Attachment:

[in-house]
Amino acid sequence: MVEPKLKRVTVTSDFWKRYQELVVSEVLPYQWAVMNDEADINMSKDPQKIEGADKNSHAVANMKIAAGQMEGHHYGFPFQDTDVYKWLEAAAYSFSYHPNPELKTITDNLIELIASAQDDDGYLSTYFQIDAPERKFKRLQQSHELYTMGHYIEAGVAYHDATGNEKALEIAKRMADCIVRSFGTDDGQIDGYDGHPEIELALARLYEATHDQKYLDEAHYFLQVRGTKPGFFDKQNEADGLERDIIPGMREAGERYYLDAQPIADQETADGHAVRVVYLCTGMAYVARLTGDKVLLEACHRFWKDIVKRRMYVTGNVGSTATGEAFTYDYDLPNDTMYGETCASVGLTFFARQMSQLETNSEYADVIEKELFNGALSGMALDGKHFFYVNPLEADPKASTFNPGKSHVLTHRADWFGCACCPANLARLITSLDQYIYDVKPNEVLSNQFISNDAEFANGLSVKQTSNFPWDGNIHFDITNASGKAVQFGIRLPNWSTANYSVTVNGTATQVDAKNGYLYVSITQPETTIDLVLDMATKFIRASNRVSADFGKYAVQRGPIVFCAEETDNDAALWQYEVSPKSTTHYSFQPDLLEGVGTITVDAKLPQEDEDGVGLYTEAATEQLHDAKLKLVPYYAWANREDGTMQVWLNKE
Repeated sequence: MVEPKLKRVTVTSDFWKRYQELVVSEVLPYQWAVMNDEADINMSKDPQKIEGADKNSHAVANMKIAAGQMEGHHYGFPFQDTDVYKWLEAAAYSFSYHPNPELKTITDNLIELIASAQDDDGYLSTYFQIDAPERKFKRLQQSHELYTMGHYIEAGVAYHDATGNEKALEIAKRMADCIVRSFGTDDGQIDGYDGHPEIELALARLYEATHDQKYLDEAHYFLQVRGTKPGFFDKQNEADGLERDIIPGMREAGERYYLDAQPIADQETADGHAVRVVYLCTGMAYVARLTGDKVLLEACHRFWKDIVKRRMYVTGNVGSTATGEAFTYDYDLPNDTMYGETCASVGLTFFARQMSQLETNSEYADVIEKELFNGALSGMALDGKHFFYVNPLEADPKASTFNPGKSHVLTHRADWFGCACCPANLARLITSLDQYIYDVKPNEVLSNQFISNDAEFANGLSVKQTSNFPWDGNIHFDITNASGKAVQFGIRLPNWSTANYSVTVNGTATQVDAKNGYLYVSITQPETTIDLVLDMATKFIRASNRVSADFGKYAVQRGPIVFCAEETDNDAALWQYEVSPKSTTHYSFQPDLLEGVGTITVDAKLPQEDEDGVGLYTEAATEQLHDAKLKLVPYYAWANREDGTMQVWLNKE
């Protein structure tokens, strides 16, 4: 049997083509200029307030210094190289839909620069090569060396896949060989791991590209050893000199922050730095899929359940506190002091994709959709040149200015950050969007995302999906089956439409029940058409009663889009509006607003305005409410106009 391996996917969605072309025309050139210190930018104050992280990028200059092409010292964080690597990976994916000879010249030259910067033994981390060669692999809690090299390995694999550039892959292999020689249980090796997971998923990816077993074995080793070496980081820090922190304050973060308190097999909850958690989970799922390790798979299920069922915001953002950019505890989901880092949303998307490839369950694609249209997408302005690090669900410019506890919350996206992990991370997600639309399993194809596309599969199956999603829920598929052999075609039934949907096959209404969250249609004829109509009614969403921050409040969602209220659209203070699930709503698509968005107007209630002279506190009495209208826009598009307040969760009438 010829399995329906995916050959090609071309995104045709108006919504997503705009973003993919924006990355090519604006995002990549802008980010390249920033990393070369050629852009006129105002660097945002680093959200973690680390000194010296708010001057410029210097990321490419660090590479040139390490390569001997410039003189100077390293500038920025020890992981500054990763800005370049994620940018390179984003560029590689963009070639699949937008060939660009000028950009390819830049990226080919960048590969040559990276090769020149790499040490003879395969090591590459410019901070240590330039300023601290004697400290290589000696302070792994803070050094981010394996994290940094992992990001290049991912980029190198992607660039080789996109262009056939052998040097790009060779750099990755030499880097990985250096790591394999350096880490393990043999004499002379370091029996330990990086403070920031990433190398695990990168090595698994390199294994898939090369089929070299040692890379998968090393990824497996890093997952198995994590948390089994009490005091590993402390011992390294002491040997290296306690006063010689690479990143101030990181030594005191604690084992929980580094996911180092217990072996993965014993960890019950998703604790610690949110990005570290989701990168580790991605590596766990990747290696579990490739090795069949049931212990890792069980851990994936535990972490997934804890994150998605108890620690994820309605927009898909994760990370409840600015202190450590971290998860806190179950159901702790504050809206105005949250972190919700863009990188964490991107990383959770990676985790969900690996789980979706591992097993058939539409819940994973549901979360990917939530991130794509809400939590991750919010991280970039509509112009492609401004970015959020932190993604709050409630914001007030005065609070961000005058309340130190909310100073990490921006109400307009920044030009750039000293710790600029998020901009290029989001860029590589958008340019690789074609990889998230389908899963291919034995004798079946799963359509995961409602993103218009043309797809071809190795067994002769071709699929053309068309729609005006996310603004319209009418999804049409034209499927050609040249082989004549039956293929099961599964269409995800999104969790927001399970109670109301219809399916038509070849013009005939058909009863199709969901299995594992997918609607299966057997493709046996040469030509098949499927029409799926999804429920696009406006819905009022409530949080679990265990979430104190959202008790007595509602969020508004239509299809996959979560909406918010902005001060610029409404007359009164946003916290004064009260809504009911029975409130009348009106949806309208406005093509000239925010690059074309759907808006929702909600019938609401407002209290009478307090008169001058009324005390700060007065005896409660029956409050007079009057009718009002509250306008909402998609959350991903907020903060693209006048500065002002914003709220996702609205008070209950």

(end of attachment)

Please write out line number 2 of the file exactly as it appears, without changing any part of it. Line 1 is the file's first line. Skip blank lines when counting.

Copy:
Amino acid sequence: MVEPKLKRVTVTSDFWKRYQELVVSEVLPYQWAVMNDEADINMSKDPQKIEGADKNSHAVANMKIAAGQMEGHHYGFPFQDTDVYKWLEAAAYSFSYHPNPELKTITDNLIELIASAQDDDGYLSTYFQIDAPERKFKRLQQSHELYTMGHYIEAGVAYHDATGNEKALEIAKRMADCIVRSFGTDDGQIDGYDGHPEIELALARLYEATHDQKYLDEAHYFLQVRGTKPGFFDKQNEADGLERDIIPGMREAGERYYLDAQPIADQETADGHAVRVVYLCTGMAYVARLTGDKVLLEACHRFWKDIVKRRMYVTGNVGSTATGEAFTYDYDLPNDTMYGETCASVGLTFFARQMSQLETNSEYADVIEKELFNGALSGMALDGKHFFYVNPLEADPKASTFNPGKSHVLTHRADWFGCACCPANLARLITSLDQYIYDVKPNEVLSNQFISNDAEFANGLSVKQTSNFPWDGNIHFDITNASGKAVQFGIRLPNWSTANYSVTVNGTATQVDAKNGYLYVSITQPETTIDLVLDMATKFIRASNRVSADFGKYAVQRGPIVFCAEETDNDAALWQYEVSPKSTTHYSFQPDLLEGVGTITVDAKLPQEDEDGVGLYTEAATEQLHDAKLKLVPYYAWANREDGTMQVWLNKE